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Profile: Ibrahim al-Jafari
Ibrahim al-Jafari was a participant or observer in the following events:
Nouri al-Maliki. [Source: Truthdig.com]The first permanent government in Iraq since the overthrow of Saddam Hussein is sworn in to office. Iraq’s prime minister is Shi’ite leader Nouri al-Maliki (sometimes known as Jawad al-Maliki), the Bush administration’s choice to run the new Iraqi government. Sunni lawmakers and leaders largely refuse to participate in the new government, and many Sunnis walk out of the installation proceedings. Al-Maliki has appointed mostly fellow Shi’ites to run the various ministries of government, a makeup that reflects the strong Shi’ite majority of votes cast in the December 15 parliamentary elections. President Bush says the US government is fully supportive of the new government: “The United States and freedom-loving nations around the world will stand with Iraq as it takes its place among the world’s democracies and as an ally in the war on terror.” The US ambassador to Iraq, Zalmay Khalilzad, says the new government is expected to spur change that might “allow adjustments in terms of size, composition and mission of [US] forces.” While US forces may undergo occasional “tactical increases here and there,” Khalilzad says, the new government will have a “positive effect.… Strategically, we’re going to be in the direction of downsizing our forces.” [CNN, 5/20/2006] Reactions from US political and military observers are mixed. The Washington Post’s David Ignatius writes that the biggest difference between al-Maliki and the former interim prime minister, Ibrahim al-Jafari, is that even though both are from the same Shi’ite faction, the Dawa party, al-Maliki can be expected to show some independence from Iran. Iran tried mightily to keep al-Jafari in office, Ignatius writes, and the new government’s choice of al-Maliki as prime minister shows that Iraq’s political leaders are “standing up for a unified Iraq.” However, “[t]o succeed, Maliki must mobilize that desire for unity to break the power of the militias and insurgent groups.” Khalilzad celebrates al-Maliki’s independence from Iran, and notes that even though al-Maliki spent some years in exile in Iran, “he felt he was threatened by them” because of his political independence, and later moved to Syria. “He sees himself as an Arab” and an Iraqi nationalist, Khalilzad explains. Kurdish leaders cautiously welcome al-Maliki as the new government’s leader, and predict, somewhat optimistically, that Sunni leaders will eventually welcome al-Maliki as well. The decisive factors in choosing al-Maliki over al-Jafari as prime minister, Ignatius writes, were three: US support; the endorsement of Iraq’s most influential Shi’ite religious leader, Grand Ayatollah Ali Sistani; and the insistence of non-Shi’ites that al-Jafari and his overtly sectarian government depart. It must be remembered, Ignatius notes, that al-Maliki is a follower of Lebanese Shi’ite leader Mohammed Hussein Fadlallah, the original spiritual adviser of Hezbollah, who later left the group in part because he viewed it as too close to Iran. [Washington Post, 4/26/2006] Former Defense Intelligence Agency official W. Patrick Lang will give a different view in March 2007. Al-Maliki is far more sectarian than Bush officials are willing to admit, Lang will write. “They want him to be George Washington, to bind together the new country of Iraq,” he will say. “And he’s not that. He is a Shi’a, a factional political leader, whose goal is to solidify the position of Shi’a Arabs in Iraq. That’s his goal. So he won’t let them do anything effective against [Moqtada al-Sadr’s] Mahdi army.” And former NSC official Gary Sick, an expert on Iran, says that Bush’s support of al-Maliki is perhaps a form of brinksmanship in the administration’s efforts to destabilize Iran. “What has happened is that the United States, in installing a Shi’ite government in Iraq, has really upset the balance of power [in the Middle East],” Sick will say. “Along with our Sunni allies—Saudi Arabia, Jordan, and Egypt—[the administration is] terribly concerned about Iran emerging as the new colossus. Having created this problem, the US is now in effect using it as a means of uniting forces who are sympathetic [to us].” Bush must reassure America’s regional allies that they will be protected if the Iraqi conflict spreads throughout the region. “[T]his is a very broad strategy,” he says. “It has a clear enemy and an appeal to Saudis, to Israelis, and has a potential of putting together a fairly significant coalition.” But, Sick warns, the policy steers dangerously close to provoking a conflict with Iran. “Basically, this is a signal to Maliki that we are not going to tolerate Shi’ite cooperation with Iran. This could lead to the ultimate break with Maliki. But once you start sending these signals, you end up in a corner and you can’t get out of it.” [Vanity Fair, 3/2007]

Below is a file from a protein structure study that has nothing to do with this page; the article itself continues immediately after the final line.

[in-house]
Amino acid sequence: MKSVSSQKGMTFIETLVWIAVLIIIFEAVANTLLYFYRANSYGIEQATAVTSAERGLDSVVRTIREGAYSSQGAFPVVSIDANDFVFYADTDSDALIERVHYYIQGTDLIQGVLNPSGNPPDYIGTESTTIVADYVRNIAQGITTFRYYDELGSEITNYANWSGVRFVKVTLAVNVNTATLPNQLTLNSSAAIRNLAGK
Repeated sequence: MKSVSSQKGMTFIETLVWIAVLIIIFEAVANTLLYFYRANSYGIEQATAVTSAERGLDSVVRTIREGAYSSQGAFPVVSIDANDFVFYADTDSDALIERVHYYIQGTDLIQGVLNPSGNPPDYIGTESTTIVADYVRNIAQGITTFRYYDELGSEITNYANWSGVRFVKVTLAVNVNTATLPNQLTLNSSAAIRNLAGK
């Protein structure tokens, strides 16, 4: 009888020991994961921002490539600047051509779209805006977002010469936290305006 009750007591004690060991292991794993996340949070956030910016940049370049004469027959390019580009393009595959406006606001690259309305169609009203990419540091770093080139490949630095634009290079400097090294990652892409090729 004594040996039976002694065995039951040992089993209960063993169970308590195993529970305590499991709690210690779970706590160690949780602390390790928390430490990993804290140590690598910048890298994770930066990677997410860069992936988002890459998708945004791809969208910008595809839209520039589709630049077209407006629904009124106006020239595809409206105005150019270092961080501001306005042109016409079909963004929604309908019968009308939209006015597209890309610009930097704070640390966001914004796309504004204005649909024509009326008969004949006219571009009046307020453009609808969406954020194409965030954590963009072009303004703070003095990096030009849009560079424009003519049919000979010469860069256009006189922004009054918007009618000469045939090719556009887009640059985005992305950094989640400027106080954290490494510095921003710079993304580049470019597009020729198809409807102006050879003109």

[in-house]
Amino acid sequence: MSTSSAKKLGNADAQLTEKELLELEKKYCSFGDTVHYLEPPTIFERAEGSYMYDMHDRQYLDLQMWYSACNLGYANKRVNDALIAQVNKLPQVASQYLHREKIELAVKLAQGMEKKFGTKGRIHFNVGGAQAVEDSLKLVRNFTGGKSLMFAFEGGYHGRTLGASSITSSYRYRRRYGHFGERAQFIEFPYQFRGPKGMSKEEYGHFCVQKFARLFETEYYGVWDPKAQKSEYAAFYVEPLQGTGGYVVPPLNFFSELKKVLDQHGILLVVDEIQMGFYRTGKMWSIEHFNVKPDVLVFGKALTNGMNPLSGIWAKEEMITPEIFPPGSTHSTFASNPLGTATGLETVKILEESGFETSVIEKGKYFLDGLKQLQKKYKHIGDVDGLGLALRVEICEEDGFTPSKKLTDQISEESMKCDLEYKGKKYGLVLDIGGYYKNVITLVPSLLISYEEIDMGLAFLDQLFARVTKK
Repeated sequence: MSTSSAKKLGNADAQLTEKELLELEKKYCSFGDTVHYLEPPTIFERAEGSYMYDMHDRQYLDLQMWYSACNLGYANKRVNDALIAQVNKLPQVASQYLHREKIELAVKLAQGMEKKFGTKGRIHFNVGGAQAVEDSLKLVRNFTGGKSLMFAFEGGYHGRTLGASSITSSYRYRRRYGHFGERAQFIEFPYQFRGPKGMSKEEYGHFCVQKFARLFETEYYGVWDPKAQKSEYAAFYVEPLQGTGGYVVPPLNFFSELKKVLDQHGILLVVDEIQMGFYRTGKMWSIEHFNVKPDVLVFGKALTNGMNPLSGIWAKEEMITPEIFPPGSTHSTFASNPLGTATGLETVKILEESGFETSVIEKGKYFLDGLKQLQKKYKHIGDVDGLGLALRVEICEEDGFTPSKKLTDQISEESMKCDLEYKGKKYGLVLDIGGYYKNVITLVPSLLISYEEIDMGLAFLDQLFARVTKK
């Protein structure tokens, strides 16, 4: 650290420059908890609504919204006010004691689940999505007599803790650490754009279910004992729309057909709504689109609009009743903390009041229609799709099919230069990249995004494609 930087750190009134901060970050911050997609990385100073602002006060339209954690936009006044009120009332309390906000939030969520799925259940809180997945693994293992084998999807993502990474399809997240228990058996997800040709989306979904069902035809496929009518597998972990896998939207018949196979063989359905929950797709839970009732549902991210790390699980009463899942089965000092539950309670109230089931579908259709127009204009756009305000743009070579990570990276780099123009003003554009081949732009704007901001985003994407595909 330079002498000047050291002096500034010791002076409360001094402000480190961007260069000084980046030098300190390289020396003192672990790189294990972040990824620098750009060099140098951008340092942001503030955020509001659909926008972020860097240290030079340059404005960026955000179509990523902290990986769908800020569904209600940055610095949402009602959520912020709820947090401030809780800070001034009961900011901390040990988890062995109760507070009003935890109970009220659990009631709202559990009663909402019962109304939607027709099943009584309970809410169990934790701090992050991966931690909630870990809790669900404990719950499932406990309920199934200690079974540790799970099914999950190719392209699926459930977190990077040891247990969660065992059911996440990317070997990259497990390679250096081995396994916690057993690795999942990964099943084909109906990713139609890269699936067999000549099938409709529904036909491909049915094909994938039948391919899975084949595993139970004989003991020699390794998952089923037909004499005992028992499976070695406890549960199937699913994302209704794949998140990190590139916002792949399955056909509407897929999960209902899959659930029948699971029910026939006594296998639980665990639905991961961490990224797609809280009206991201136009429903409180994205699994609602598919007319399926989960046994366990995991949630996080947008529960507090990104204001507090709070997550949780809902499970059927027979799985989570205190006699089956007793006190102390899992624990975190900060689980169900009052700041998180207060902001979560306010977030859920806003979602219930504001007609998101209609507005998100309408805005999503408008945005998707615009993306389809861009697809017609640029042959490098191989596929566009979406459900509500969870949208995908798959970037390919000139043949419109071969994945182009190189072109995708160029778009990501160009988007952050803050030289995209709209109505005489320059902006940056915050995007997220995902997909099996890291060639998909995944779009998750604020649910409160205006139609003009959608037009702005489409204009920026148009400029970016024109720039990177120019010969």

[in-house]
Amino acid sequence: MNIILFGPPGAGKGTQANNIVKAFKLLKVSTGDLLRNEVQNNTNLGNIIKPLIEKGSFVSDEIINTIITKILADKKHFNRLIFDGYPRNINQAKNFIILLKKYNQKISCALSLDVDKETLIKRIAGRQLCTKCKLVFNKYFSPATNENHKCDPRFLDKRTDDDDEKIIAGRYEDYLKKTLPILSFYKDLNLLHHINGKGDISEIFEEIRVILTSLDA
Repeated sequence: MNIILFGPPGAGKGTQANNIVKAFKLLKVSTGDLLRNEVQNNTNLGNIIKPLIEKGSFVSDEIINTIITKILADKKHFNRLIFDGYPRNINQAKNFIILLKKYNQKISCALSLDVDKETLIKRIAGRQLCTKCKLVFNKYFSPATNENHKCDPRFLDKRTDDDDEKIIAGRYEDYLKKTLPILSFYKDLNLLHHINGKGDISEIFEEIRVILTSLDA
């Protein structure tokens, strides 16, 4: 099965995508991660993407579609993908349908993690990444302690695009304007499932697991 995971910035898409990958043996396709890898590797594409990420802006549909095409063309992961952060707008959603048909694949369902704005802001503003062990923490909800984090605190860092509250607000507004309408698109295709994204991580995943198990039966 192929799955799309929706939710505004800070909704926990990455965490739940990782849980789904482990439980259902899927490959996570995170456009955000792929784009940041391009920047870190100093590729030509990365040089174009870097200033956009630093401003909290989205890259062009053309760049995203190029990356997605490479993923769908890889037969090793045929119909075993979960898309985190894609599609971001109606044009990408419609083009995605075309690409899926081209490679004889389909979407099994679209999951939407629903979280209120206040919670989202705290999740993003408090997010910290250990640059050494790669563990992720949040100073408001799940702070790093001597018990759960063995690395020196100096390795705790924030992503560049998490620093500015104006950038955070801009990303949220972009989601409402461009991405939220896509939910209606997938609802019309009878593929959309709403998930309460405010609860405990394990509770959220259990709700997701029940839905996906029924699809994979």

Entity Tags: Nouri al-Maliki, George W. Bush, Gary G. Sick, David Ignatius, Bush administration (43), Hezbollah, Moqtada al-Sadr, Zalmay M. Khalilzad, Ibrahim al-Jafari, Sayyid Ali Husaini al-Sistani, Patrick Lang, Sayyed Mohammad Hussein Fadlallah
Timeline Tags: Iraq under US Occupation
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